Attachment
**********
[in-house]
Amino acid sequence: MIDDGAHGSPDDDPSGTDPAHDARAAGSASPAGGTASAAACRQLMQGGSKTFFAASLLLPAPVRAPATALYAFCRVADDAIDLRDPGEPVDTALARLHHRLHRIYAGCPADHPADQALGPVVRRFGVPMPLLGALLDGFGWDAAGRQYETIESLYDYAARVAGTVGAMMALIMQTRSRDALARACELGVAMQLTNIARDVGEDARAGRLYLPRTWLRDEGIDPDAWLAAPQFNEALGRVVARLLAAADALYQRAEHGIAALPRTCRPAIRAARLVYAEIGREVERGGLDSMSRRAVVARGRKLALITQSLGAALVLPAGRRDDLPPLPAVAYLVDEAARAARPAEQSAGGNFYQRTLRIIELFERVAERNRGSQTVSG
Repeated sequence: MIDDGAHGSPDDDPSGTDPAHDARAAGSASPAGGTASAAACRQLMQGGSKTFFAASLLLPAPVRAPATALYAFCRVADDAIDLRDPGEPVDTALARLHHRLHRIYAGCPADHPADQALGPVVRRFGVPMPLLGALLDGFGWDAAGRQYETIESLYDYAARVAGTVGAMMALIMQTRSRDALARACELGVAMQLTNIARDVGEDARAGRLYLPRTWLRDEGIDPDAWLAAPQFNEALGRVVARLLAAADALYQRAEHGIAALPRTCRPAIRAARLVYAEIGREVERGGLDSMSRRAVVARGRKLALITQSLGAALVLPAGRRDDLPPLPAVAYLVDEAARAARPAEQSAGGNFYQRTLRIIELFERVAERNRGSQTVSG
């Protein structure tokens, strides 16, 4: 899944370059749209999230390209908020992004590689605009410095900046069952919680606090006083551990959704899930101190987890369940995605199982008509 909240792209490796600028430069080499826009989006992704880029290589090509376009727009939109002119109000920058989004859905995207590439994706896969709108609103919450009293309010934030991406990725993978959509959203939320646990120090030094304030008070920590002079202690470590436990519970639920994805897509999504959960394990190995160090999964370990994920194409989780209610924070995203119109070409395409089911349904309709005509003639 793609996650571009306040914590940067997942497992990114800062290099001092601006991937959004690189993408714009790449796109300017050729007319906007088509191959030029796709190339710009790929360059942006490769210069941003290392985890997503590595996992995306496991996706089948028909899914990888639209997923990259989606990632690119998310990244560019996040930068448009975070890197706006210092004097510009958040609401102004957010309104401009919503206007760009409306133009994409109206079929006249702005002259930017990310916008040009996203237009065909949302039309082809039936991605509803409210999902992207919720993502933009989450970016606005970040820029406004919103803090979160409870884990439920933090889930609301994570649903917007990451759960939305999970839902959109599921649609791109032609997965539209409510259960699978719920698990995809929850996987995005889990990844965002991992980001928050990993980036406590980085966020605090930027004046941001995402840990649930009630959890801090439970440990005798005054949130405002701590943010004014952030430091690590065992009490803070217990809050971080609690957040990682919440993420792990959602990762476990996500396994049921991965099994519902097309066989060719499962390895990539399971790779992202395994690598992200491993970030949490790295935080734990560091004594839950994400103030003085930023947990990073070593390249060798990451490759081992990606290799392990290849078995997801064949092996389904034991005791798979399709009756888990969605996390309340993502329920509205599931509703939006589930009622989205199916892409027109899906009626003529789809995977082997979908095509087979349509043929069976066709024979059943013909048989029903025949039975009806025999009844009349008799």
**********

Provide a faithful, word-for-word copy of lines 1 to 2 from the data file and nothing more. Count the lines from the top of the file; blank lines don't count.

[in-house]
Amino acid sequence: MIDDGAHGSPDDDPSGTDPAHDARAAGSASPAGGTASAAACRQLMQGGSKTFFAASLLLPAPVRAPATALYAFCRVADDAIDLRDPGEPVDTALARLHHRLHRIYAGCPADHPADQALGPVVRRFGVPMPLLGALLDGFGWDAAGRQYETIESLYDYAARVAGTVGAMMALIMQTRSRDALARACELGVAMQLTNIARDVGEDARAGRLYLPRTWLRDEGIDPDAWLAAPQFNEALGRVVARLLAAADALYQRAEHGIAALPRTCRPAIRAARLVYAEIGREVERGGLDSMSRRAVVARGRKLALITQSLGAALVLPAGRRDDLPPLPAVAYLVDEAARAARPAEQSAGGNFYQRTLRIIELFERVAERNRGSQTVSG